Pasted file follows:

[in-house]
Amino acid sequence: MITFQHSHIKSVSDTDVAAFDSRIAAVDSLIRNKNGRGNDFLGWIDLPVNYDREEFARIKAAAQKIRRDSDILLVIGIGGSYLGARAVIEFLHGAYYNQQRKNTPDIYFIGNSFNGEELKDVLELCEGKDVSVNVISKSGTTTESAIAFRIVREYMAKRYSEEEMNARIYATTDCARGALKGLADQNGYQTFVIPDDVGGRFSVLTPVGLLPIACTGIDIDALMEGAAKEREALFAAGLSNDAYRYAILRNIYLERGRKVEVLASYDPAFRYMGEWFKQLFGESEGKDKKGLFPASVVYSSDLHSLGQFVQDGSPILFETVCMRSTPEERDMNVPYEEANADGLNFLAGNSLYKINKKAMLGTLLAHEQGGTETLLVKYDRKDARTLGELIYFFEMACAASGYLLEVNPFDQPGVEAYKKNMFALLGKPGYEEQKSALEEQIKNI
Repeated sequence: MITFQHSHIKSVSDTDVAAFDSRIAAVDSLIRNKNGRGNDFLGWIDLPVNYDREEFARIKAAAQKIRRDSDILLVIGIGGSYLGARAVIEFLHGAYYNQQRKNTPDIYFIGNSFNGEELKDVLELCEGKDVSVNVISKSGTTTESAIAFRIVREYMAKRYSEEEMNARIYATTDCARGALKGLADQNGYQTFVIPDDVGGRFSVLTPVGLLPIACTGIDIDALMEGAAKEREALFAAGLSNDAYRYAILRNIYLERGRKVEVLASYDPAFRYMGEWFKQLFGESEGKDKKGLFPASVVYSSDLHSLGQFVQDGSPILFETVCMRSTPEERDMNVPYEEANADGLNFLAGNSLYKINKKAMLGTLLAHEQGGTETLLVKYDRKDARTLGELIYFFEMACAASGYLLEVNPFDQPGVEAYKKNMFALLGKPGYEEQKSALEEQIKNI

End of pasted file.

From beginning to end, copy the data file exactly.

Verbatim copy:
[in-house]
Amino acid sequence: MITFQHSHIKSVSDTDVAAFDSRIAAVDSLIRNKNGRGNDFLGWIDLPVNYDREEFARIKAAAQKIRRDSDILLVIGIGGSYLGARAVIEFLHGAYYNQQRKNTPDIYFIGNSFNGEELKDVLELCEGKDVSVNVISKSGTTTESAIAFRIVREYMAKRYSEEEMNARIYATTDCARGALKGLADQNGYQTFVIPDDVGGRFSVLTPVGLLPIACTGIDIDALMEGAAKEREALFAAGLSNDAYRYAILRNIYLERGRKVEVLASYDPAFRYMGEWFKQLFGESEGKDKKGLFPASVVYSSDLHSLGQFVQDGSPILFETVCMRSTPEERDMNVPYEEANADGLNFLAGNSLYKINKKAMLGTLLAHEQGGTETLLVKYDRKDARTLGELIYFFEMACAASGYLLEVNPFDQPGVEAYKKNMFALLGKPGYEEQKSALEEQIKNI
Repeated sequence: MITFQHSHIKSVSDTDVAAFDSRIAAVDSLIRNKNGRGNDFLGWIDLPVNYDREEFARIKAAAQKIRRDSDILLVIGIGGSYLGARAVIEFLHGAYYNQQRKNTPDIYFIGNSFNGEELKDVLELCEGKDVSVNVISKSGTTTESAIAFRIVREYMAKRYSEEEMNARIYATTDCARGALKGLADQNGYQTFVIPDDVGGRFSVLTPVGLLPIACTGIDIDALMEGAAKEREALFAAGLSNDAYRYAILRNIYLERGRKVEVLASYDPAFRYMGEWFKQLFGESEGKDKKGLFPASVVYSSDLHSLGQFVQDGSPILFETVCMRSTPEERDMNVPYEEANADGLNFLAGNSLYKINKKAMLGTLLAHEQGGTETLLVKYDRKDARTLGELIYFFEMACAASGYLLEVNPFDQPGVEAYKKNMFALLGKPGYEEQKSALEEQIKNI